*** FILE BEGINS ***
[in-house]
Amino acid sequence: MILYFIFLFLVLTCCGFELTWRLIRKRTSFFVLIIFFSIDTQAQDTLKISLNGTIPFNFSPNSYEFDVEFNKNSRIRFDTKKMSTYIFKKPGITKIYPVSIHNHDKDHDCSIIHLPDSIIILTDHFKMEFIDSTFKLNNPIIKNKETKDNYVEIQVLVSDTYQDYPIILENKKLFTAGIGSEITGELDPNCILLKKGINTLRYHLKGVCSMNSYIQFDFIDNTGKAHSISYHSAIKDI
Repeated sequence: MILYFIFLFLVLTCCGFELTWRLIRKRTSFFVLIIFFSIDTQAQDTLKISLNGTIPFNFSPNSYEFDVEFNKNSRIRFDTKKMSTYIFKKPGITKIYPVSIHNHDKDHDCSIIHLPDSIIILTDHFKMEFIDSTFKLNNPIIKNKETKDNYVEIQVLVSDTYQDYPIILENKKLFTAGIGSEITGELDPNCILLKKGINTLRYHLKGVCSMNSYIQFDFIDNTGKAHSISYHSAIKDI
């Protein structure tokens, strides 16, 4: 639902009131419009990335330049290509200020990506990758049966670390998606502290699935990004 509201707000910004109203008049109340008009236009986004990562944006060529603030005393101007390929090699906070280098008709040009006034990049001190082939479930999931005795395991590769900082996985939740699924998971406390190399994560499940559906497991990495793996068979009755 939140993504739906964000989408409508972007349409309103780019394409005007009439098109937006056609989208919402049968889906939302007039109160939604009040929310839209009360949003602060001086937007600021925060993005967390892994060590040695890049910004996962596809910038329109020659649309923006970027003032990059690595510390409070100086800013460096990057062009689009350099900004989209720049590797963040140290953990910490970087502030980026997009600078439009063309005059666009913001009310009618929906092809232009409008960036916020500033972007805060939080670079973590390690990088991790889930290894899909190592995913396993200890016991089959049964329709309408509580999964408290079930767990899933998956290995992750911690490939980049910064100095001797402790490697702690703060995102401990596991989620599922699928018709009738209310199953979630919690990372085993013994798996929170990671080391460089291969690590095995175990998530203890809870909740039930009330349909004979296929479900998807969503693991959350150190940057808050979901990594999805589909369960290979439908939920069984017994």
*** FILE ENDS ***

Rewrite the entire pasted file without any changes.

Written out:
[in-house]
Amino acid sequence: MILYFIFLFLVLTCCGFELTWRLIRKRTSFFVLIIFFSIDTQAQDTLKISLNGTIPFNFSPNSYEFDVEFNKNSRIRFDTKKMSTYIFKKPGITKIYPVSIHNHDKDHDCSIIHLPDSIIILTDHFKMEFIDSTFKLNNPIIKNKETKDNYVEIQVLVSDTYQDYPIILENKKLFTAGIGSEITGELDPNCILLKKGINTLRYHLKGVCSMNSYIQFDFIDNTGKAHSISYHSAIKDI
Repeated sequence: MILYFIFLFLVLTCCGFELTWRLIRKRTSFFVLIIFFSIDTQAQDTLKISLNGTIPFNFSPNSYEFDVEFNKNSRIRFDTKKMSTYIFKKPGITKIYPVSIHNHDKDHDCSIIHLPDSIIILTDHFKMEFIDSTFKLNNPIIKNKETKDNYVEIQVLVSDTYQDYPIILENKKLFTAGIGSEITGELDPNCILLKKGINTLRYHLKGVCSMNSYIQFDFIDNTGKAHSISYHSAIKDI
């Protein structure tokens, strides 16, 4: 639902009131419009990335330049290509200020990506990758049966670390998606502290699935990004 509201707000910004109203008049109340008009236009986004990562944006060529603030005393101007390929090699906070280098008709040009006034990049001190082939479930999931005795395991590769900082996985939740699924998971406390190399994560499940559906497991990495793996068979009755 939140993504739906964000989408409508972007349409309103780019394409005007009439098109937006056609989208919402049968889906939302007039109160939604009040929310839209009360949003602060001086937007600021925060993005967390892994060590040695890049910004996962596809910038329109020659649309923006970027003032990059690595510390409070100086800013460096990057062009689009350099900004989209720049590797963040140290953990910490970087502030980026997009600078439009063309005059666009913001009310009618929906092809232009409008960036916020500033972007805060939080670079973590390690990088991790889930290894899909190592995913396993200890016991089959049964329709309408509580999964408290079930767990899933998956290995992750911690490939980049910064100095001797402790490697702690703060995102401990596991989620599922699928018709009738209310199953979630919690990372085993013994798996929170990671080391460089291969690590095995175990998530203890809870909740039930009330349909004979296929479900998807969503693991959350150190940057808050979901990594999805589909369960290979439908939920069984017994």